Background: Optimal strategies for pre-exposure prophylaxis (PrEP) engagement in generalised HIV epidemics are unknown. We aimed to assess PrEP uptake and engagement after population-level HIV testing and universal PrEP access to characterise gaps in the PrEP cascade in rural Kenya and Uganda.
Methods: We did a 72-week interim analysis of observational data from the ongoing SEARCH (Sustainable East Africa Research in Community Health) study. Following community sensitisation and PrEP education, we did HIV testing and offered PrEP at health fairs and facilities in 16 rural communities in western Kenya, eastern Uganda, and western Uganda. We provided enhanced PrEP counselling to individuals 15 years and older who were assessed as having an elevated HIV risk on the basis of serodifferent partnership or empirical risk score, or who otherwise self-identified as being at high risk but were not in serodifferent partnerships or identified by the risk score. PrEP follow-up visits were done at facilities, homes, or community locations. We assessed PrEP uptake within 90 days of HIV testing, programme engagement (follow-up visit attendance at week 4, week 12, and every 12 weeks thereafter), refills, self-reported adherence up to 72 weeks, and concentrations of tenofovir in hair samples from individuals reporting HIV risk and adherence during follow-up, and analysed factors associated with uptake and adherence. This study is registered with ClinicalTrials.gov, NCT01864603.
Findings: Between June 6, 2016, and June 23, 2017, 70 379 community residents 15 years or older who had not previously been diagnosed with HIV were tested during population-level HIV testing. Of these individuals, 69 121 tested HIV-negative, 12 935 of whom had elevated HIV risk (1353 [10%] serodifferent partnership, 6938 [54%] risk score, 4644 [36%] otherwise self-identified risk). 3489 (27%) initiated PrEP, 2865 (82%) of whom did so on the same day as HIV testing and 1733 (50%) of whom were men. PrEP uptake was lower among individuals aged 15-24 years (adjusted odds ratio 0·55, 95% CI 0·45-0·68) and mobile individuals (0·61, 0·41-0·91). At week 4, among 3466 individuals who initiated PrEP and did not withdraw or die before the first visit, 2215 (64%) were engaged in the programme, 1701 (49%) received medication refills, and 1388 (40%) self-reported adherence. At week 72, 1832 (56%) of 3274 were engaged, 1070 (33%) received a refill, and 900 (27%) self-reported adherence. Among participants reporting HIV risk at weeks 4-72, refills (89-93%) and self-reported adherence (70-76%) were high. Among sampled participants self-reporting adherence at week 24, the proportion with tenofovir concentrations in the hair reflecting at least four doses taken per week was 66%, and reflecting seven doses per week was 44%. Participants who stopped PrEP accepted HIV testing at 4274 (83%) of 5140 subsequent visits; half of these participants later restarted PrEP. 29 participants of 3489 who initiated PrEP had serious adverse events, including seven deaths. Five adverse events (all grade 3) were assessed as being possibly related to the study drug.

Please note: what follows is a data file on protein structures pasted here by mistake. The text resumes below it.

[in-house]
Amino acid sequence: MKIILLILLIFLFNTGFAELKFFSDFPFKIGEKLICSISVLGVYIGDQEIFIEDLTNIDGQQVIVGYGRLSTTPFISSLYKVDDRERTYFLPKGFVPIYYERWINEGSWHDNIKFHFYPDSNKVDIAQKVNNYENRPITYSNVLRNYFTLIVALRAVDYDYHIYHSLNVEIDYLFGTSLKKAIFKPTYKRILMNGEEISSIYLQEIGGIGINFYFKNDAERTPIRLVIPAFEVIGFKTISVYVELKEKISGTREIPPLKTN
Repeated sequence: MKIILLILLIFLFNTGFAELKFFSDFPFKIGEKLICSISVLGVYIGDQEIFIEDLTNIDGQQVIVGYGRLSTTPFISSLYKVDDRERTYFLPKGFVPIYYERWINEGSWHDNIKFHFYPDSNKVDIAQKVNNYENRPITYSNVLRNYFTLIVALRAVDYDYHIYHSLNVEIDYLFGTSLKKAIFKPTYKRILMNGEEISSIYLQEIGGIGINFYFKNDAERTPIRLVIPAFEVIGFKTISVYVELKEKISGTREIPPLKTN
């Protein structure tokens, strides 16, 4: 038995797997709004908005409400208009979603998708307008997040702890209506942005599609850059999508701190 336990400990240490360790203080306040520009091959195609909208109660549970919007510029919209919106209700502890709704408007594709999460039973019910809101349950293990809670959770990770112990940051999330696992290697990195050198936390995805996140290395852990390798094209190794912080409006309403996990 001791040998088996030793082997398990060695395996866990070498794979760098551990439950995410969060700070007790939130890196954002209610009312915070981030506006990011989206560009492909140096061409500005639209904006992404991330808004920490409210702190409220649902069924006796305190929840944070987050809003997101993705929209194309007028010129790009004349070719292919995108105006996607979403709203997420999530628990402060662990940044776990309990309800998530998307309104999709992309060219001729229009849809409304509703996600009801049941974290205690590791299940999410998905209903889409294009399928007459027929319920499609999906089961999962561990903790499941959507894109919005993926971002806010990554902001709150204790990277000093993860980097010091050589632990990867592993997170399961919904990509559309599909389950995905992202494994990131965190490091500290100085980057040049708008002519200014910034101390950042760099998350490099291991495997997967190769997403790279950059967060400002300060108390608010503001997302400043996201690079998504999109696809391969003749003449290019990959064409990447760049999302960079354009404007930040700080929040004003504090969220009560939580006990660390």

Interpretation: During population-level HIV testing, inclusive risk assessment (combining serodifferent partnership, an empirical risk score, and self-identification of HIV risk) was feasible and identified individuals who could benefit from PrEP. The biggest gap in the PrEP cascade was PrEP uptake, particularly for young and mobile individuals. Participants who initiated PrEP and had perceived HIV risk during follow-up reported taking PrEP, but one-third had drug concentrations consistent with poor adherence, highlighting the need for novel approaches and long-acting formulations as PrEP roll-out expands.
Funding: National Institutes of Health, President's Emergency Plan for AIDS Relief, Bill & Melinda Gates Foundation, and Gilead Sciences.
Copyright © 2020 The Author(s). Published by Elsevier Ltd. This is an Open Access article under the CC BY 4.0 license. Published by Elsevier Ltd.. All rights reserved.